City Accidently Chops Down Battery Park Trees 

Officials say the 29 trees felled during a brush removal will be replaced.

click to enlarge Members of the Friends of Battery Park (from left: Ginnie Morrow, Marilyn Bowman and William Harden) stand in the park near a patch of brush that used to be lined with trees. Photo by Scott Elmquist.
  • Members of the Friends of Battery Park (from left: Ginnie Morrow, Marilyn Bowman and William Harden) stand in the park near a patch of brush that used to be lined with trees. Photo by Scott Elmquist.

There were 29 of them. Dogwoods and other native trees mostly, growing wild among the brush on the hillside overlooking Battery Park in North Richmond. All that's left are a few scattered stumps.

The trees were “accidentally” cut down by a city work crew clearing brush last month, confirms Department of Public Works spokeswoman Sharon North. She declines to say whether the employees responsible have been disciplined.

Ginnie Morrow of the Friends of Battery Park says members of the group surveyed the damage after the trees were cut down. Many were no more than 5 to 6 inches in diameter, which means they were still maturing, she says.

The incident is especially unfortunate given the location, Morrow says. In 2006 the low-lying park disappeared under a torrent of water and sewage after from Hurricane Ernesto overwhelmed sewer pipelines there. In 2009 Morrow spearheaded an effort to plant seven new trees at the park.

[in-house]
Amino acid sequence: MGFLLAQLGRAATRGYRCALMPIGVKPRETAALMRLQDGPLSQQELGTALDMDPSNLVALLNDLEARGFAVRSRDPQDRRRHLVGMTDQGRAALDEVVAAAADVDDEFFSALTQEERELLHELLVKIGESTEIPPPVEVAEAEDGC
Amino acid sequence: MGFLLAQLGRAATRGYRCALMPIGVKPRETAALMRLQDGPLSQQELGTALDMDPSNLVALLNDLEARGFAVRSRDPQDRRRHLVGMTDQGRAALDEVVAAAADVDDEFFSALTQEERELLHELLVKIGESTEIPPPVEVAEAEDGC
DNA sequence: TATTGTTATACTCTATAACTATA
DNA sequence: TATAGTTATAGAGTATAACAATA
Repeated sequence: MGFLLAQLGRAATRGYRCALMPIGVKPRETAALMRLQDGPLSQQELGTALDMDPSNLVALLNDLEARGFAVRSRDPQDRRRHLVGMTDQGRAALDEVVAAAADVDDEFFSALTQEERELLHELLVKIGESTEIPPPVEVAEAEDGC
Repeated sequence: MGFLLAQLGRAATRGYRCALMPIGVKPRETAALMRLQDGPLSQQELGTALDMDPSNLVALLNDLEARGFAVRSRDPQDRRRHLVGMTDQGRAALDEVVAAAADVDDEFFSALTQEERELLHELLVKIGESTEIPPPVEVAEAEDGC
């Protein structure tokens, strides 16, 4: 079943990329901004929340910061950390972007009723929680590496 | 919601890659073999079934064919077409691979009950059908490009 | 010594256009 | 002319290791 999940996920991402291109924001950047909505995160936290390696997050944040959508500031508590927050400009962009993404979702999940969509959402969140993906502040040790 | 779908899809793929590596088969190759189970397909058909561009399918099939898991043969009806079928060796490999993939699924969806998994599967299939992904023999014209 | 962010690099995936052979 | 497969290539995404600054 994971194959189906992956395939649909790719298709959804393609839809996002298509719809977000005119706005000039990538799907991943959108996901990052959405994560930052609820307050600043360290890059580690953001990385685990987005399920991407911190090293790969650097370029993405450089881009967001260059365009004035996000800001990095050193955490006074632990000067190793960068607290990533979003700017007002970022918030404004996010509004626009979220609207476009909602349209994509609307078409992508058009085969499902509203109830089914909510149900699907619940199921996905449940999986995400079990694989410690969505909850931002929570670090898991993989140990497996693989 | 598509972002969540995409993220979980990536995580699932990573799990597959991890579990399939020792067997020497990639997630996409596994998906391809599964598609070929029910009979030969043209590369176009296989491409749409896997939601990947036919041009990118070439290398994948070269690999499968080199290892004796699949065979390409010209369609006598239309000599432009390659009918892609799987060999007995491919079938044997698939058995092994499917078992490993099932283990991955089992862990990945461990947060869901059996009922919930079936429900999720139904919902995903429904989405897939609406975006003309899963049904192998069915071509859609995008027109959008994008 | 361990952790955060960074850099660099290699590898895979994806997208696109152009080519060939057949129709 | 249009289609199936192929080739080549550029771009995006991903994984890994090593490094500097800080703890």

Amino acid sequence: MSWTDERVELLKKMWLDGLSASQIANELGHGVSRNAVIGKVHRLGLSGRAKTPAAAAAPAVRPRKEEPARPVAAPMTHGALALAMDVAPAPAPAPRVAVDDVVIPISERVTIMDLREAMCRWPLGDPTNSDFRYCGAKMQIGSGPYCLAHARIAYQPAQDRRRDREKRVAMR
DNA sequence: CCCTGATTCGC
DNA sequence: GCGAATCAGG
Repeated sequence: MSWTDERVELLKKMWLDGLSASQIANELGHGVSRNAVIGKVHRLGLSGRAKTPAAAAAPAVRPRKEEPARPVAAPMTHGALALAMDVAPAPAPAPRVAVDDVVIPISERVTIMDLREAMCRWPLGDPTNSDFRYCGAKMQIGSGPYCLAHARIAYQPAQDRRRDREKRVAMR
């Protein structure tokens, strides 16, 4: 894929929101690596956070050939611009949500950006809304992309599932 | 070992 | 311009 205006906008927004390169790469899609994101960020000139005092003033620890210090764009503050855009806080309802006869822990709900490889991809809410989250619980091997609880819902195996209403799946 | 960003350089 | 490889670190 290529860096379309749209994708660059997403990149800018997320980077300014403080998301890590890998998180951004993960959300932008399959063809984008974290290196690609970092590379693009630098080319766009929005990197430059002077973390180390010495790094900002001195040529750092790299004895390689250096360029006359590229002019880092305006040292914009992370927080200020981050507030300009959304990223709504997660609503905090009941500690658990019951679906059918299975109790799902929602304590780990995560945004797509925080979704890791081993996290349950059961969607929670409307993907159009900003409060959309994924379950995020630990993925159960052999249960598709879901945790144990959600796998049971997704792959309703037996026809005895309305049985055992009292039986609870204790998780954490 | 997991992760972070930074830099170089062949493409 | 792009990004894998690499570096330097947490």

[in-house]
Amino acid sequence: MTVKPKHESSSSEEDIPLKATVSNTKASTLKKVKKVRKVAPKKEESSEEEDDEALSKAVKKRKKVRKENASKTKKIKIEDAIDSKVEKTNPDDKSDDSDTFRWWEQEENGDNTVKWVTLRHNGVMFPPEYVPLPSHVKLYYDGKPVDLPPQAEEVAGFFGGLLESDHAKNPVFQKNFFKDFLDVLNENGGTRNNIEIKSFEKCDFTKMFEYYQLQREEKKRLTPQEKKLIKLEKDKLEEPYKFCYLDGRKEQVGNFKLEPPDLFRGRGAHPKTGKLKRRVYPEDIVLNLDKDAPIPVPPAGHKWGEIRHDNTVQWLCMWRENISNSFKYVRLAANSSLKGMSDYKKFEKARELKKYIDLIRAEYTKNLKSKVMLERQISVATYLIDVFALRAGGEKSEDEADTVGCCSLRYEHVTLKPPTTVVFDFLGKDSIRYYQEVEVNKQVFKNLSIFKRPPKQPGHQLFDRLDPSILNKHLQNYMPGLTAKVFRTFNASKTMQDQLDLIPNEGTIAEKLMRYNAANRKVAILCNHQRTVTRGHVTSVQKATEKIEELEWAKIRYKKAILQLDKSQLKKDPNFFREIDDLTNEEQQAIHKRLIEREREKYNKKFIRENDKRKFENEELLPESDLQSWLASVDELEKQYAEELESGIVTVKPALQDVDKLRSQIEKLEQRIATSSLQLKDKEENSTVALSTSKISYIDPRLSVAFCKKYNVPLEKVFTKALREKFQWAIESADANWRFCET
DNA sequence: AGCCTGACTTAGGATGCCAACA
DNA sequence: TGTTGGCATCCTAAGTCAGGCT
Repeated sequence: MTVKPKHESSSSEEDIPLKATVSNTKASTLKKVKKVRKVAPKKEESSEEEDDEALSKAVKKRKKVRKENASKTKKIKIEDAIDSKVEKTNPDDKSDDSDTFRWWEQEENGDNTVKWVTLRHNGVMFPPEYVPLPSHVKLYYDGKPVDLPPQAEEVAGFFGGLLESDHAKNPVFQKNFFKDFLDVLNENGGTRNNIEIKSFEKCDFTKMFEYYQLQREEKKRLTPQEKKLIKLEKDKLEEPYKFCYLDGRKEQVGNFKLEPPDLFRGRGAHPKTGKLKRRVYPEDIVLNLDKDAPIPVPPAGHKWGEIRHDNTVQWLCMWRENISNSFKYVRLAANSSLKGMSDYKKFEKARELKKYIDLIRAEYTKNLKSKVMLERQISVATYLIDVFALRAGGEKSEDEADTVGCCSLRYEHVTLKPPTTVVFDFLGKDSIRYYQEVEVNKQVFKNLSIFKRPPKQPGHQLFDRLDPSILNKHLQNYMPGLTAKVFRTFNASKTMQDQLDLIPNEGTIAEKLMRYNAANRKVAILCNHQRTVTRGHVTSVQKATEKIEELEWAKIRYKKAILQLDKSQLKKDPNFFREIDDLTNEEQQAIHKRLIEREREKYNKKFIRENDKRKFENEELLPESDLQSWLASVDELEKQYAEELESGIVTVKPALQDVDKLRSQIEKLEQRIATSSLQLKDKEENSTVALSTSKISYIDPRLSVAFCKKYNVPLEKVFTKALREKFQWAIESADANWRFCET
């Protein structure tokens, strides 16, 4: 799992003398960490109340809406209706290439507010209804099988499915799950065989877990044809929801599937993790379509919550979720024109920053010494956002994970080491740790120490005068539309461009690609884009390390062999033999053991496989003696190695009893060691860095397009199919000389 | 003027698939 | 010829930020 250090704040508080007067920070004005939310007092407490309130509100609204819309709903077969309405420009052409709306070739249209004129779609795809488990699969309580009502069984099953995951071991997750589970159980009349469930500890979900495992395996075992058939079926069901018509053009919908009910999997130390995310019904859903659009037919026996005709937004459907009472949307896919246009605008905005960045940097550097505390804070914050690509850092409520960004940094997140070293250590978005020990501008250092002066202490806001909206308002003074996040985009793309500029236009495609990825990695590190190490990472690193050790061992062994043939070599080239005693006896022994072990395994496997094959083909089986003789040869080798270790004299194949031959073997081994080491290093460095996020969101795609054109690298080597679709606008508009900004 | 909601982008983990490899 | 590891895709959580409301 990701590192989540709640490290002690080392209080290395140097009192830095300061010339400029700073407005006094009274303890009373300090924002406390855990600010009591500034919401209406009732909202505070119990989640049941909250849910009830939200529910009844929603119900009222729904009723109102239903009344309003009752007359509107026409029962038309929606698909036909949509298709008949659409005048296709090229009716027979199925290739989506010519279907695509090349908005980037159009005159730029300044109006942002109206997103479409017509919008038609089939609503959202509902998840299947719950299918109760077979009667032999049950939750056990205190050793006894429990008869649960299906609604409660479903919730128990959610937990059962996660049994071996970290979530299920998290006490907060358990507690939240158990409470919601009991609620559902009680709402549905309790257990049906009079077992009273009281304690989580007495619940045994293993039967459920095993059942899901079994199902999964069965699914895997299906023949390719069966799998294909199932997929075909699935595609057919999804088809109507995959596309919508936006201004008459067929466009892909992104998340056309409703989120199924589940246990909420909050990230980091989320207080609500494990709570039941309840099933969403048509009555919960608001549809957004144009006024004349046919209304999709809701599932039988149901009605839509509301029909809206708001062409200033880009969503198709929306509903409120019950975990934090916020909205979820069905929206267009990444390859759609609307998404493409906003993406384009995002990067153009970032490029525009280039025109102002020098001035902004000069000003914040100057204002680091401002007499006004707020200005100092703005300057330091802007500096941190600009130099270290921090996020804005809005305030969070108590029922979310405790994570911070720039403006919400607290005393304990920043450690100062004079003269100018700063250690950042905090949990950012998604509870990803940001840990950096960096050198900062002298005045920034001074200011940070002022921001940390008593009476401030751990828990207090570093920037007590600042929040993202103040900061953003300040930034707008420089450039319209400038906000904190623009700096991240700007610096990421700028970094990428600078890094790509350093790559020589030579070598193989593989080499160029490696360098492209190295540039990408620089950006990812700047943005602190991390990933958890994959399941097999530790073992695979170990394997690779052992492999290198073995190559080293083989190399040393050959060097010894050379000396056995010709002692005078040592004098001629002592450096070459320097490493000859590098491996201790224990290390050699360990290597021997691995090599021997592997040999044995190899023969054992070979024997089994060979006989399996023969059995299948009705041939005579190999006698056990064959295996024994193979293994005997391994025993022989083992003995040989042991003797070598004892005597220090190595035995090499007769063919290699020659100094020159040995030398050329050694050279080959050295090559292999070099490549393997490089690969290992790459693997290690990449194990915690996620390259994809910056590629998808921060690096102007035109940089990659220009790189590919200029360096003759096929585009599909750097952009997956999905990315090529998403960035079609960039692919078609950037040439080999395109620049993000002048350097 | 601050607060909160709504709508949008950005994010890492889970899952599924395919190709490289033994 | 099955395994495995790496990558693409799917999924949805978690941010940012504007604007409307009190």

Around $30 million in mostly federal funds was spent to improve the drainage and rehabilitate park infrastructure. But Battery Park's topography still makes it vulnerable to storms. Located on one of the steep hillsides that overlooks the tennis courts at the center of the park, the trees helped prevent soil erosion, Morrow says.

Elizabeth Barrett of the city's recently established Urban Forestry Commission says that while the incident is unfortunate, it “provides another opportunity to provide information to the administration and the public of the importance of urban forests.”

“We just want better coordination from the city,” Morrow says. “But they say they're going to make it right.”

The city plans to replace the trees, North says, but warm weather prohibits planting. So the department may have to delay until the fall. The city estimates the cost of the replacement trees at around $5,000.

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